Q1. Please compare the advantages and disadvantages of the following investment rules: Net Present Value (NPV), Payback Period, Discounted Payback Period, Average Accounting Return, Internal Rate of Return (IRR) and Profitability Index (PI). (You can start by considering the following questions for each investment rule: Does it use cash flows or accounting earnings? Does it consider all cash flows or not? Does it apply a proper discount rate? Whether the acceptance criteria are clear and reasonable? In what situation it can be applied? What kind of weakness does it have?) (4 points)

Firstly, Average accounting return (AAR) is calculated by dividing the average net income by the average book value. A project is accepted if the AAR is greater than a preset rate. However, the discount rate value of money is ignored. Also, it uses accounting earnings which include net income and book value of an investment. In capital budgeting, we use cash flow instead of accounting earning because it is more accurate in calculating budget. Also, the accounting numbers are arbitrary, for example, net income includes depreciation expense which is not an actual payment for every year.

Payback period has a disadvantage that it does not discount the amount in future back to present time. Even Discounted Payback Period uses the discount rate, these two methods only calculate the time period required for to recover the initial investment. After calculating the required time period, the cash flow after that period will be totally ignored. Therefore, it would be a disadvantage for Payback period and Discounted Payback Period because the amounts after payback period do matter in some aspects.

Only Internal Rate of Return (IRR), Profitability Index (PI) and Net Present Value (NPV) use all cash flow and discount value.

...Internal Rate of Return (IRR) and Net Present Value (NPV) are both powerful tools used in business to determine whether or not to invest in a particular project; both methods have its pros and cons. If given a choice I would choose NPV, because of the potential to anticipate profitability.
As it is assumed that the objective of a firm is to create as much shareholder wealth as possible for its owners through the efficient use of resources, the preferred method in determining...

...Final Finance Exam Notes
Definitions:
1. Capital Budgeting is the process of evaluating proposed large, long-term investment projects.
Capital budgeting is primarily concerned with evaluating investment alternatives.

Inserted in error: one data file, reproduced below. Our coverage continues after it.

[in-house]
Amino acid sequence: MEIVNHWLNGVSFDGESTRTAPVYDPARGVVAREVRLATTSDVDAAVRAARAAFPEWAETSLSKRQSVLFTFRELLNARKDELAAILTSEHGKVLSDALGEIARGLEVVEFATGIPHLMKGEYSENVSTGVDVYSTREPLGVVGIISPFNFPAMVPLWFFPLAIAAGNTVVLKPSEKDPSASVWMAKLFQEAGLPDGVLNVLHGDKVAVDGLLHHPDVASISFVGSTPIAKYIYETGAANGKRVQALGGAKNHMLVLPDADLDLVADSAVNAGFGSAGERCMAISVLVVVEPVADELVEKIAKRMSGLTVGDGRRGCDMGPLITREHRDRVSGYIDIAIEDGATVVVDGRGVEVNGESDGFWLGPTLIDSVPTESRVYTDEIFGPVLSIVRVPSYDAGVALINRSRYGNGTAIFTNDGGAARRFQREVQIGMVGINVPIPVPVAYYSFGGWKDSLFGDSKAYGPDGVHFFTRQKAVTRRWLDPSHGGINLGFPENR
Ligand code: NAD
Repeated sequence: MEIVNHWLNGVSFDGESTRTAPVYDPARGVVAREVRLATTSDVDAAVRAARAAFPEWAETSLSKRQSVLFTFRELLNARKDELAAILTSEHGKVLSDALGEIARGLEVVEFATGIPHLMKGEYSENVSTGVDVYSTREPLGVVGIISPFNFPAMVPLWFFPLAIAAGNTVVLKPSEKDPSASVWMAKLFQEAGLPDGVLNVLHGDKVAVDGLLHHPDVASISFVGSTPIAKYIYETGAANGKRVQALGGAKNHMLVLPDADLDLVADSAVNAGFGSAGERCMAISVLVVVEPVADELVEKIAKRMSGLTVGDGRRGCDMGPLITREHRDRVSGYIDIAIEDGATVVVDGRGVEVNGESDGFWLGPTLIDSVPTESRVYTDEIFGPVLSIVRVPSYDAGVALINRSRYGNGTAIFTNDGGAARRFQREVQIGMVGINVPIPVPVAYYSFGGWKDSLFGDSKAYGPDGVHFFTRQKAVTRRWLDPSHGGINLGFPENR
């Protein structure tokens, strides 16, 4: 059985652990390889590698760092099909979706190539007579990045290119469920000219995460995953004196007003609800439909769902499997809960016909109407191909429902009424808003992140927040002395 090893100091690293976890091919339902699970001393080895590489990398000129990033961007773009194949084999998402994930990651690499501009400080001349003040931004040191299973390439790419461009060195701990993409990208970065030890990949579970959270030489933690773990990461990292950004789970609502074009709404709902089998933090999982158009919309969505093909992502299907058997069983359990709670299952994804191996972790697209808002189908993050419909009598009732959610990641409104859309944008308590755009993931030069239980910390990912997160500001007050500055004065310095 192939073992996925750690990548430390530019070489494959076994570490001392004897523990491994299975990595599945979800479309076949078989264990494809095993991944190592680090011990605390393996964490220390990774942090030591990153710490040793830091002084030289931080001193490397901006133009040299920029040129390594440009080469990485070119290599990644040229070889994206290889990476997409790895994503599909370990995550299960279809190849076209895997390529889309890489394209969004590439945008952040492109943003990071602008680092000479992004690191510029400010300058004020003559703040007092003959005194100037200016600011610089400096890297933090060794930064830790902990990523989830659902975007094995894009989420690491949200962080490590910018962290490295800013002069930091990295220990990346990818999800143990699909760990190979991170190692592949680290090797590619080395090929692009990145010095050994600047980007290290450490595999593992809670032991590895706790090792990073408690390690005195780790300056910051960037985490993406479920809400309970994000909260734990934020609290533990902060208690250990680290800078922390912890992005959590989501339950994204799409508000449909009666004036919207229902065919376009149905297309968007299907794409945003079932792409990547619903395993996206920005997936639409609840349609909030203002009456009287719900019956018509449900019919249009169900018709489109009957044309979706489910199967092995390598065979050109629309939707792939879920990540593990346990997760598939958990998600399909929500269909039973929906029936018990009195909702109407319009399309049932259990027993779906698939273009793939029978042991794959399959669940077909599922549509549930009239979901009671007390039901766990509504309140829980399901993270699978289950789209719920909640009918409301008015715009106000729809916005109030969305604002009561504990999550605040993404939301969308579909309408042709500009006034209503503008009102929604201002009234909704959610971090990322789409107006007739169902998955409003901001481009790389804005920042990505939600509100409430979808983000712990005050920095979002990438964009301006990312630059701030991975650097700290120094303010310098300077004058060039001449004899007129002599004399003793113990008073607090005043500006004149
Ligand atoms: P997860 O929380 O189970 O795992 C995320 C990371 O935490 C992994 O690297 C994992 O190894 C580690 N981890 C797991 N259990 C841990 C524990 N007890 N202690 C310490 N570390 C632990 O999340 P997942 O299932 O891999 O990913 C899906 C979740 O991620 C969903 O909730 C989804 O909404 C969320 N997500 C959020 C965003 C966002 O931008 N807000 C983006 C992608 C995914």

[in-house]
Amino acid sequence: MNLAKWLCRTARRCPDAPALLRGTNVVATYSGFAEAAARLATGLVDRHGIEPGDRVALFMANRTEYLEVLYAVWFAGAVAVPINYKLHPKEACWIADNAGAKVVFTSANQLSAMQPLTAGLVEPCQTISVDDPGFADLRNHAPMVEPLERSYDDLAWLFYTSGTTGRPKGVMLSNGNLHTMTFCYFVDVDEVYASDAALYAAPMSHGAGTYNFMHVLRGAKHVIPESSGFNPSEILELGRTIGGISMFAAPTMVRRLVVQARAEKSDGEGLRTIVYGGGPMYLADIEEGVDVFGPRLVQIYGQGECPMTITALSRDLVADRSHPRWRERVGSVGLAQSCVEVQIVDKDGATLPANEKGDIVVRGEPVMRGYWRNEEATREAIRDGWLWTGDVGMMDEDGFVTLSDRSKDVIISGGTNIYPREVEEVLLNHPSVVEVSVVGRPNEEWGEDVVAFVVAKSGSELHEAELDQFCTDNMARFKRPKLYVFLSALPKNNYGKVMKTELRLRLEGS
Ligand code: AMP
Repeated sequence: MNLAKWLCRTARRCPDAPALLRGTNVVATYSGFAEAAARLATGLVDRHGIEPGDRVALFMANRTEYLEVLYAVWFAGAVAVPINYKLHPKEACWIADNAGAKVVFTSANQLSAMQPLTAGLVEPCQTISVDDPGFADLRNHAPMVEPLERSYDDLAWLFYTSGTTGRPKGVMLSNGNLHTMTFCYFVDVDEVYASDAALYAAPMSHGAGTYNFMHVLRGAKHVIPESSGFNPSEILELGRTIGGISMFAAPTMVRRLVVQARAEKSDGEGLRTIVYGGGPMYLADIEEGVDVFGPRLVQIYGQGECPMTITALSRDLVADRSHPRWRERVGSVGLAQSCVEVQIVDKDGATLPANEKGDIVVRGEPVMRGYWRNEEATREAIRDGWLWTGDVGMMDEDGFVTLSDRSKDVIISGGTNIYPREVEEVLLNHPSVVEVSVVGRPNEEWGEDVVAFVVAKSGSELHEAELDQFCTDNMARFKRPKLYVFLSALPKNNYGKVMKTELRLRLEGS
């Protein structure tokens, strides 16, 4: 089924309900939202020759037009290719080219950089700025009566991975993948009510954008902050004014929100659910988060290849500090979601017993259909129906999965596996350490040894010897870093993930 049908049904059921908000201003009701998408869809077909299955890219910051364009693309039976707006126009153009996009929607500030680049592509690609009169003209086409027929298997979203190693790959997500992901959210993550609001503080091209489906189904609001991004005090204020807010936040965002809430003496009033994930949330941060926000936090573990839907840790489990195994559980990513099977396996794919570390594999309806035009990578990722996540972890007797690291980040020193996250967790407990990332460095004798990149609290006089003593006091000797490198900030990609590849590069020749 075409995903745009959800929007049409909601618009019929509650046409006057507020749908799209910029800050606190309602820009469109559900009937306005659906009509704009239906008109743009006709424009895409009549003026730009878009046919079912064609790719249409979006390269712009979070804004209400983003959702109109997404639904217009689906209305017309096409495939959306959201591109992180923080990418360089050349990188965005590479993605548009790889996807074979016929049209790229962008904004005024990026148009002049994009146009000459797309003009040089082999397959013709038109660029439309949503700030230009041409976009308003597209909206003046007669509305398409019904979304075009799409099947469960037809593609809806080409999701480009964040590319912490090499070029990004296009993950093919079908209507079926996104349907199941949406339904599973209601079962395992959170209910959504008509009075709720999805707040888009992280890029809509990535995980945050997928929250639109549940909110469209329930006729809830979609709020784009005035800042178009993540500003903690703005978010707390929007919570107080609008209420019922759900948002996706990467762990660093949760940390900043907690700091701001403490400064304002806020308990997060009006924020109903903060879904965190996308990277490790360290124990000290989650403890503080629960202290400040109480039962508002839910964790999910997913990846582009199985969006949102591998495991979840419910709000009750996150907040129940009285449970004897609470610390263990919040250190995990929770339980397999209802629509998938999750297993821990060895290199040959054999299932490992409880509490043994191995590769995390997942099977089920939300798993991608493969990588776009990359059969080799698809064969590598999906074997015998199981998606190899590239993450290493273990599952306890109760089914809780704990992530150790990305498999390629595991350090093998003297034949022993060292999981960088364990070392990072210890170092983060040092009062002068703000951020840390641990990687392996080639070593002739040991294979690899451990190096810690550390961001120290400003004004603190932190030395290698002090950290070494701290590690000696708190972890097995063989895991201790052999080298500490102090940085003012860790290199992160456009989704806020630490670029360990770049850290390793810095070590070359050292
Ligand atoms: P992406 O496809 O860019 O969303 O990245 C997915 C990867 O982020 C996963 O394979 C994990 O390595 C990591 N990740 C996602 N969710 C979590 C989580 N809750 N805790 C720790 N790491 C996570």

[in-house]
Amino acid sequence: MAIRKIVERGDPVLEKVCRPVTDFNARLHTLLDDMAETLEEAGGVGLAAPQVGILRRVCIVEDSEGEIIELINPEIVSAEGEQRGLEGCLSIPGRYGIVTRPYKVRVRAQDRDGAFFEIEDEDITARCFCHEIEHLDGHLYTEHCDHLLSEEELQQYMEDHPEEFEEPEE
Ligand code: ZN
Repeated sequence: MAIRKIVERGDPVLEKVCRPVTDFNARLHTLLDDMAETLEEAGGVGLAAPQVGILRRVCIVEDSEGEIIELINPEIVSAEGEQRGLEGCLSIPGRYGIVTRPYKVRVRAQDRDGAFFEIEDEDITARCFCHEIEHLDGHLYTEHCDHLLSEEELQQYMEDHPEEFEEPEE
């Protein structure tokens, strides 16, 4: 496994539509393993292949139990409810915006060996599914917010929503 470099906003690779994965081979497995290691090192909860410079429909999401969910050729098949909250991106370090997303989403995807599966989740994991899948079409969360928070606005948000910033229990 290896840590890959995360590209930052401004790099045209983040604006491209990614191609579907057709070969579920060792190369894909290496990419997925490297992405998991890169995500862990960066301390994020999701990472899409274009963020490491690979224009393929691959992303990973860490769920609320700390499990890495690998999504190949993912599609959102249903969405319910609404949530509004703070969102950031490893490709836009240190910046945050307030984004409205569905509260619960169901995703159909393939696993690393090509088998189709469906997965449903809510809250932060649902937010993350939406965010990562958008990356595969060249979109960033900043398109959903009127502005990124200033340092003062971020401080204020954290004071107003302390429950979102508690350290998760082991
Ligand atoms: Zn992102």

The first step in the capital budgeting process is idea development.
A characteristic of capital budgeting is the internal rate of return must be greater than the cost of capital.
One of the simplest capital budgeting decision method is the payback method....

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Study Guide for Final Exam – fin 301 (WC)
calculation of price of bonds
calculation of YTM for bonds
calculation of yield to call for bonds
calculation of current yield/capital gains yield for bonds
calculation of coupon interest rate/PMT for bonds
effect of change in interest rates on price of bonds
Bond sensitivities/Bond theorems
calculation of capital gains yield
calculation of expected total return using expected dividends, stock price and growth rate...

...International Risk Paper
Organizations encounter financial risks in business everyday, especially when looking at capital budgeting. An organization can use capital budgeting techniques like; cost of capital, Net Present Value, and Internal rate of Return to value the amount of risk the organization is willing to take. When an organization decides to venture into the international arena different risks need to be analyzed. Some of the main International investment concerns...

...economic risk+operational risk = business risk + financial risk = total firm’s risk
EVA = EBIT – TAX = the aftertax operating profit (sometimes referred to as net operating profit after taxes or NOPAT)
* Less the dollar cost of the capital employed to finance these assets = COST OF CAPITAL
Invested Capital =
Cash +
Net fixed assets +
WCR (investment the firm must make to support its operating cycle is the sum of its inventories and accounts...

...understanding of Finance function of a corporation and build capacity to apply theory in real world situations. The course will present the ‘Big Picture’ of Corporate Finance so that students understand how things fit together. After successfully completing the course, students should be able to take optimal decisions in a corporate setting, when working as professionals in the field.
COURSE OUTLINE
Introduction to Corporate Finance:
Financial...

...to account for business risk when assessing the viability of investments.
Introduction
Capital investment is a long term investment on non-current assets that will bring wealth to a business and because finance is costly and scarce, risks need to accessed before any decision is made. Certain methodologies are used to analyse whether investments are worthwhile and will add value. In the following paper I will discuss these methods and explain the...